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Practice Test-9

Question
23 out of 60
 

The question to be answered by factorial analysis of the quantitative data does not explain one of the following :



A Is X related to Y ?

B How is X related to Y ?

C How does X affect the dependent variable Y at different levels of another independent variable K or M ?

D How is X by K related to M ?

Ans. D

Practice Test-9 Flashcard List

60 flashcards
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Read the following passage and answer the questions. All political systems need to mediate the relationship between private wealth and public power. Those that fail risk a dysfunctional government captured by wealthy interests. Corruption is one symptom of such failure with private willingness-to-pay trumping public goals. Private individuals and business firms pay to get routine services and to get to the head of the bureaucratic queue. They pay to limit their taxes, avoid costly regulations, obtain contracts at inflated prices and get concessions and privatised firms at low prices. If corruption is endemic, public officials - both bureaucrats and elected officials - may redesign programmes and propose public projects with few public benefits and many opportunities for private profits. Of course, corruption, in the sense of bribes, pay-offs and kickbacks, is only one type of government failure. Efforts to promote good governance must be broader than anti-corruption campaigns. Governments may be honest but inefficient because no one has an incentive to work productively, and narrow elites may capture the state and exert excess influence on policy. Bribery may induce the lazy to work hard and permit those not in the inner circle of cronies to obtain benefits. However, even in such cases, corruption cannot be confined to functional areas. It will be a temptation whenever private benefits are positive. It may be a reasonable response to a harsh reality but, over time, it can facilitate a spiral into an even worse situation. The governments which fail to focus on the relationship between private wealth and public power are likely to become : A Functional B Dysfunctional C Normal functioning D Good governance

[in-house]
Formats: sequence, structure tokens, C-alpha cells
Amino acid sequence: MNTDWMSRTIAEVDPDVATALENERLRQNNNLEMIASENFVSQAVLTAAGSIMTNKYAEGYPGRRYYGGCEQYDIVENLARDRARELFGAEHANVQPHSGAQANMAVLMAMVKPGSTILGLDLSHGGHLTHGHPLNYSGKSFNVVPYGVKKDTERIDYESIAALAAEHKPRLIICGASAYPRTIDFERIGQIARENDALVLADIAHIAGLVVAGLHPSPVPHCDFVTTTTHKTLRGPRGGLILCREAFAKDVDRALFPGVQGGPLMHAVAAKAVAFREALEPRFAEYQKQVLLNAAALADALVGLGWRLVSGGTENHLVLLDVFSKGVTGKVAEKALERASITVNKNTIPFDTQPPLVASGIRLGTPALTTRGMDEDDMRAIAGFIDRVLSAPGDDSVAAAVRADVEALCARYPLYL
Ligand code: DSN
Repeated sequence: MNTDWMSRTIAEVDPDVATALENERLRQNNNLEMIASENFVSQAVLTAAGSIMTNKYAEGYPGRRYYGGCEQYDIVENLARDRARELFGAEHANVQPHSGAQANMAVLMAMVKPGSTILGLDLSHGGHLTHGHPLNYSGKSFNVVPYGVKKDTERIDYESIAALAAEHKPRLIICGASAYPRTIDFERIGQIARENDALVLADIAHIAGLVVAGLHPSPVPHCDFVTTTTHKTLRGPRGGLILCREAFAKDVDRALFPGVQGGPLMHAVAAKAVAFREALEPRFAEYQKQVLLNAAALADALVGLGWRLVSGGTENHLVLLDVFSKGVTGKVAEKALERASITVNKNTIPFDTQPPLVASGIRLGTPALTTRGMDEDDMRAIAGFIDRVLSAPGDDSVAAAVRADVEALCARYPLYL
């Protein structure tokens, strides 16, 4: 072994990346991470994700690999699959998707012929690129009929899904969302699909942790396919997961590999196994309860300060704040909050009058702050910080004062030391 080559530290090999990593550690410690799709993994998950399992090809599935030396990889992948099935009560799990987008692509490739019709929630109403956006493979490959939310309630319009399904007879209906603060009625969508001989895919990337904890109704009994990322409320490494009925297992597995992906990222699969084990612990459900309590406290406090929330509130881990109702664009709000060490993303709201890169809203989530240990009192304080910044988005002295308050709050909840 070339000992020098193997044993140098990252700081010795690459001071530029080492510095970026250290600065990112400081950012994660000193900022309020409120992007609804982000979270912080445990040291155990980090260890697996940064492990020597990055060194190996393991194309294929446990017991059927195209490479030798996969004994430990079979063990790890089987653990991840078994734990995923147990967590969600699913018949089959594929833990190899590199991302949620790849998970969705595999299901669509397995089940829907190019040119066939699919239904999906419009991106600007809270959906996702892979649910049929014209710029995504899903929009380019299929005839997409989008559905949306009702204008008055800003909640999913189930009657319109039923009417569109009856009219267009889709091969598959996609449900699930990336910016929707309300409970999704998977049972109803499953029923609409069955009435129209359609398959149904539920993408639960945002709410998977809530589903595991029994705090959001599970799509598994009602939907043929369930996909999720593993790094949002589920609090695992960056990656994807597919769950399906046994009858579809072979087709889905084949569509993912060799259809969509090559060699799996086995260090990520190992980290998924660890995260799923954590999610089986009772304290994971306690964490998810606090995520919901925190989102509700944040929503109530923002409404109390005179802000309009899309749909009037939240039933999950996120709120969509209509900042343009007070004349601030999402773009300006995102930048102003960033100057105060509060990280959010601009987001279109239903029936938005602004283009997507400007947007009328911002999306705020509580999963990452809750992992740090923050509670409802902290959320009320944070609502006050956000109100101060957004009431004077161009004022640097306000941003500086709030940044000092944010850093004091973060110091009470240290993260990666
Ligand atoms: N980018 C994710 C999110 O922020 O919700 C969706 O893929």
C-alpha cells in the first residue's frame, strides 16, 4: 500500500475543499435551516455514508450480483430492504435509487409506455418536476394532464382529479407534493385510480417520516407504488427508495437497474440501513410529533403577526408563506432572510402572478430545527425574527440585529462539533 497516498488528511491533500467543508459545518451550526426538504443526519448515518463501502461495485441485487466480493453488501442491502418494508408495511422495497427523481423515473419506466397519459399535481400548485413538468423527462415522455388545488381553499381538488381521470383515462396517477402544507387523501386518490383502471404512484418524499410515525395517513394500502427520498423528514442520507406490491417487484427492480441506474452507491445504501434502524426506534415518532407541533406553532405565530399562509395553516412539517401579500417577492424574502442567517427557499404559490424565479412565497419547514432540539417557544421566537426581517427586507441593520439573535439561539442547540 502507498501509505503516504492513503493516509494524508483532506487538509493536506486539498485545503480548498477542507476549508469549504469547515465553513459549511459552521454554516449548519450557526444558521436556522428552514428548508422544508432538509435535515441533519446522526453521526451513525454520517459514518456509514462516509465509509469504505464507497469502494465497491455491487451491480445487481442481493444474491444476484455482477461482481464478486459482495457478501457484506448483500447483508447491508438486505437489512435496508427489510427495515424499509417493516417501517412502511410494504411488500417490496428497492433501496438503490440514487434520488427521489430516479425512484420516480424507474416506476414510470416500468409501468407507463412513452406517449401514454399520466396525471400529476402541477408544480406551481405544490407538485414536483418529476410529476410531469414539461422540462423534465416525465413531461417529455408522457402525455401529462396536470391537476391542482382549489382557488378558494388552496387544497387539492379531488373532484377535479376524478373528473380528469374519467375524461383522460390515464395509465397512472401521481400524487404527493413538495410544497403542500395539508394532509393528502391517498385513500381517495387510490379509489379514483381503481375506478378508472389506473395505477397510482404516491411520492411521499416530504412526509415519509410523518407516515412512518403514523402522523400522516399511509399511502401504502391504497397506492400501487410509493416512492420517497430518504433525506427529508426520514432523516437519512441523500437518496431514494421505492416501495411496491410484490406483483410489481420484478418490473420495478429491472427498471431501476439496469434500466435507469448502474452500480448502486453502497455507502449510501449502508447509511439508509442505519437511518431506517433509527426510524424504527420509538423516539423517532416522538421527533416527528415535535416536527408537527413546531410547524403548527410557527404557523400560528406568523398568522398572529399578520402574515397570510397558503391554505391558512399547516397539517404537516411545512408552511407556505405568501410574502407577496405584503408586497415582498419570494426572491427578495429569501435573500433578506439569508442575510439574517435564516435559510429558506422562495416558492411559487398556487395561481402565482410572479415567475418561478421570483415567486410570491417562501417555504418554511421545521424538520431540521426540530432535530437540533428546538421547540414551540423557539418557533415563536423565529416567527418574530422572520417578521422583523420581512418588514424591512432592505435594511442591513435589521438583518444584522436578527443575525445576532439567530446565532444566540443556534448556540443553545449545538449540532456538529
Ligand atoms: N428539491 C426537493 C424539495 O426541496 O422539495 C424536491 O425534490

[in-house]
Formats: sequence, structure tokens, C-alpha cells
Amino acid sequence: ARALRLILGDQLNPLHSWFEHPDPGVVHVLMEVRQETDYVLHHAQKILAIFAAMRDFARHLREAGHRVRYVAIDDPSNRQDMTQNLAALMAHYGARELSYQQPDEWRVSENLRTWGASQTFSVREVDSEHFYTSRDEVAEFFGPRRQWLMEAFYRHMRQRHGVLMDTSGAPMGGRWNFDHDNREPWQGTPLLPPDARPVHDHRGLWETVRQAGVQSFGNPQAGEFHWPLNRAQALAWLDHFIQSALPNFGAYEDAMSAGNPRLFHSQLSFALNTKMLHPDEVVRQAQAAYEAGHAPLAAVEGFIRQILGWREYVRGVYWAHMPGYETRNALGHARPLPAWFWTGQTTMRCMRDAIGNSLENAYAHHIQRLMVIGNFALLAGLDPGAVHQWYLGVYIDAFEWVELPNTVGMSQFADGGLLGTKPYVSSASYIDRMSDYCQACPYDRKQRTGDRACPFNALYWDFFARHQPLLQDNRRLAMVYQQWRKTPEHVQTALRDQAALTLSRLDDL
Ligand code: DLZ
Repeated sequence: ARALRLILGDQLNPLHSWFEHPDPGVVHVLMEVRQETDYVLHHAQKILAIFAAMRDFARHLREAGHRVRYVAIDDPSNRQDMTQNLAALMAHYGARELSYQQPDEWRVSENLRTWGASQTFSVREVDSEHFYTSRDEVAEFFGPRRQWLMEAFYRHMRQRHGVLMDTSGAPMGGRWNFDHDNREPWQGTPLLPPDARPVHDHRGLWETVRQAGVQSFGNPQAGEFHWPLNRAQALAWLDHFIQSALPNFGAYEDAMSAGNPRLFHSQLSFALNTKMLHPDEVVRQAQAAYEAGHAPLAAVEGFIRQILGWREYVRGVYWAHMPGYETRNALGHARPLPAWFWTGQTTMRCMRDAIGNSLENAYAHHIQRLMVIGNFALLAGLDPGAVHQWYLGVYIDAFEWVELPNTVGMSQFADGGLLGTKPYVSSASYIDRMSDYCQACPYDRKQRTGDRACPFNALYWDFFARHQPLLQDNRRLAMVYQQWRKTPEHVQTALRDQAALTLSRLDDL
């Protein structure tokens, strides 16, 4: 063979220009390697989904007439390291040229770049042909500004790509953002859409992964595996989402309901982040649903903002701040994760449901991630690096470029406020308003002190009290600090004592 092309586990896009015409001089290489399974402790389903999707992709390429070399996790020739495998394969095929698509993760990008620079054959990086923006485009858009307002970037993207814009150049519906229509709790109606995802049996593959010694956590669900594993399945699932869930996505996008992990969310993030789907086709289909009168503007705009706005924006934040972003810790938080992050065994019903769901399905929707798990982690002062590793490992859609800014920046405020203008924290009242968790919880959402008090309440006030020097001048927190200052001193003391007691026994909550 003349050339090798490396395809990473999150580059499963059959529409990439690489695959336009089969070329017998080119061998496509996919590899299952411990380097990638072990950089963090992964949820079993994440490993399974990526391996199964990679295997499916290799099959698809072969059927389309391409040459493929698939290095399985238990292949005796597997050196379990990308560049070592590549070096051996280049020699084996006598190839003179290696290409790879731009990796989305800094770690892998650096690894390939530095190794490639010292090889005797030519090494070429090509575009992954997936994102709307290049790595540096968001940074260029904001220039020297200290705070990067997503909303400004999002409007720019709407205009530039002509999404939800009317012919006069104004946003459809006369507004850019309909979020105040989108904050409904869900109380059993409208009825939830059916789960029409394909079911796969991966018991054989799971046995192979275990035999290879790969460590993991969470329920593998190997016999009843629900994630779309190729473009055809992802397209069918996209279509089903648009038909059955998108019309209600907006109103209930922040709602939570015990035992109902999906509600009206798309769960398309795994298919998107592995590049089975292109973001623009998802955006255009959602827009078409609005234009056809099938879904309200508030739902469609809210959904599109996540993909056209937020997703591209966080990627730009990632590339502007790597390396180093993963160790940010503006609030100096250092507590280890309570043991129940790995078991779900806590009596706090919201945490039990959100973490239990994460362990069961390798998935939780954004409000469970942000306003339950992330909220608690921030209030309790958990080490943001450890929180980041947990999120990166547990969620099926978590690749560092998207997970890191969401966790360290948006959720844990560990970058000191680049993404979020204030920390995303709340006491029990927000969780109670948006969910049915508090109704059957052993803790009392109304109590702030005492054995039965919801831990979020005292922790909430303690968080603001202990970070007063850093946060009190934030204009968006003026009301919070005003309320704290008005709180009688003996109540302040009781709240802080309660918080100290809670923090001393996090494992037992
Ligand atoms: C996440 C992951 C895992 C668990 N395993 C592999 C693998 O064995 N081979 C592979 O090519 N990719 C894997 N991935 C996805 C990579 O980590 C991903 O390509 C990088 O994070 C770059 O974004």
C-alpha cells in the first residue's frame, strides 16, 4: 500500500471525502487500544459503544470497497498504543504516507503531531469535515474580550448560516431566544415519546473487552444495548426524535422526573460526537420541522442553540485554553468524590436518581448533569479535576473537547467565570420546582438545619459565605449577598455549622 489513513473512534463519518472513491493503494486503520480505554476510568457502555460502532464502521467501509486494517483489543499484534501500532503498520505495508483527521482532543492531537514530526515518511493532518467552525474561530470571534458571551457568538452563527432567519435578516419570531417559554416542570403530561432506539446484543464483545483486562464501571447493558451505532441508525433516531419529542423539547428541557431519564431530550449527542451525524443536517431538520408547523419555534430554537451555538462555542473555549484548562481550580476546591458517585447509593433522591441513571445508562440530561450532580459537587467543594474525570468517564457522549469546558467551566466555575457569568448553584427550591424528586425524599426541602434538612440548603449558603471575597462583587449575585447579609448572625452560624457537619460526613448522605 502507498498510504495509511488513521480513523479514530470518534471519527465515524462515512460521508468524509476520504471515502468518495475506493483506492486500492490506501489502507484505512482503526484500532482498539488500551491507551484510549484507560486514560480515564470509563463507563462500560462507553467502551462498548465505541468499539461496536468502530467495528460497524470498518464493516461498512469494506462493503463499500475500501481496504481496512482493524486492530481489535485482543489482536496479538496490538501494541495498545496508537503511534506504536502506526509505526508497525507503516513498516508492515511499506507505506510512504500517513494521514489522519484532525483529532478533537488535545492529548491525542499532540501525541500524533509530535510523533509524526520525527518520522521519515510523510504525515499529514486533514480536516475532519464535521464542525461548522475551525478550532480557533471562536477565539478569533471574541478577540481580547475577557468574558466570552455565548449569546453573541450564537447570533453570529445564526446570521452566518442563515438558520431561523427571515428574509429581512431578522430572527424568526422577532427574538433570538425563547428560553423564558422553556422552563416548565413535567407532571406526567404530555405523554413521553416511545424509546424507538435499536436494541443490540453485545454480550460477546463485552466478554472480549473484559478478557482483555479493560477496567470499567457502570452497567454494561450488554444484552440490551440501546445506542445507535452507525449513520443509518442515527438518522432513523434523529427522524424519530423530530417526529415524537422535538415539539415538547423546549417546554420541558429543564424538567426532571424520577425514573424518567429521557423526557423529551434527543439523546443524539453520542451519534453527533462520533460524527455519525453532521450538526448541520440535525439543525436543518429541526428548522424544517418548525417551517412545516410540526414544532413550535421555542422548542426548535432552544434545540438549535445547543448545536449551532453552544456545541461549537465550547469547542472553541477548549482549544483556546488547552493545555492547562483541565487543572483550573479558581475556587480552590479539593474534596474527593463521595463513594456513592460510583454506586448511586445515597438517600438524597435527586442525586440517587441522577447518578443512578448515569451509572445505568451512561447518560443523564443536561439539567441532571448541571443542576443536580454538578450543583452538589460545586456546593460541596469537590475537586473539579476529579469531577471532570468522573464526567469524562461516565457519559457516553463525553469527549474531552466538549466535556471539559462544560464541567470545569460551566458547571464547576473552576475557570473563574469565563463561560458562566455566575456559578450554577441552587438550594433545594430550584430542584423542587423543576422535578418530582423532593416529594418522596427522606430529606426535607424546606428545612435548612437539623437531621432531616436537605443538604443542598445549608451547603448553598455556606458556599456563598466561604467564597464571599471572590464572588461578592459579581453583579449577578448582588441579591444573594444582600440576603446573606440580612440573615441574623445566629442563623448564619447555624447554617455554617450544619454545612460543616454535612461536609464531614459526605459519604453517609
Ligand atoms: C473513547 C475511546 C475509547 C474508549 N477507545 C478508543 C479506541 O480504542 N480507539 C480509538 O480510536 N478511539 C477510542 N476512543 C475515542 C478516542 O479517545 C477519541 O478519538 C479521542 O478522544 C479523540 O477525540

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Read the following passage and answer the questions. All political systems need to mediate the relationship between private wealth and public power. Those that fail risk a dysfunctional government captured by wealthy interests. Corruption is one symptom of such failure with private willingness-to-pay trumping public goals. Private individuals and business firms pay to get routine services and to get to the head of the bureaucratic queue. They pay to limit their taxes, avoid costly regulations, obtain contracts at inflated prices and get concessions and privatised firms at low prices. If corruption is endemic, public officials - both bureaucrats and elected officials - may redesign programmes and propose public projects with few public benefits and many opportunities for private profits. Of course, corruption, in the sense of bribes, pay-offs and kickbacks, is only one type of government failure. Efforts to promote good governance must be broader than anti-corruption campaigns. Governments may be honest but inefficient because no one has an incentive to work productively, and narrow elites may capture the state and exert excess influence on policy. Bribery may induce the lazy to work hard and permit those not in the inner circle of cronies to obtain benefits. However, even in such cases, corruption cannot be confined to functional areas. It will be a temptation whenever private benefits are positive. It may be a reasonable response to a harsh reality but, over time, it can facilitate a spiral into an even worse situation. One important symptom of bad governance is : A Corruption B High taxes C Complicated rules and regulations D High prices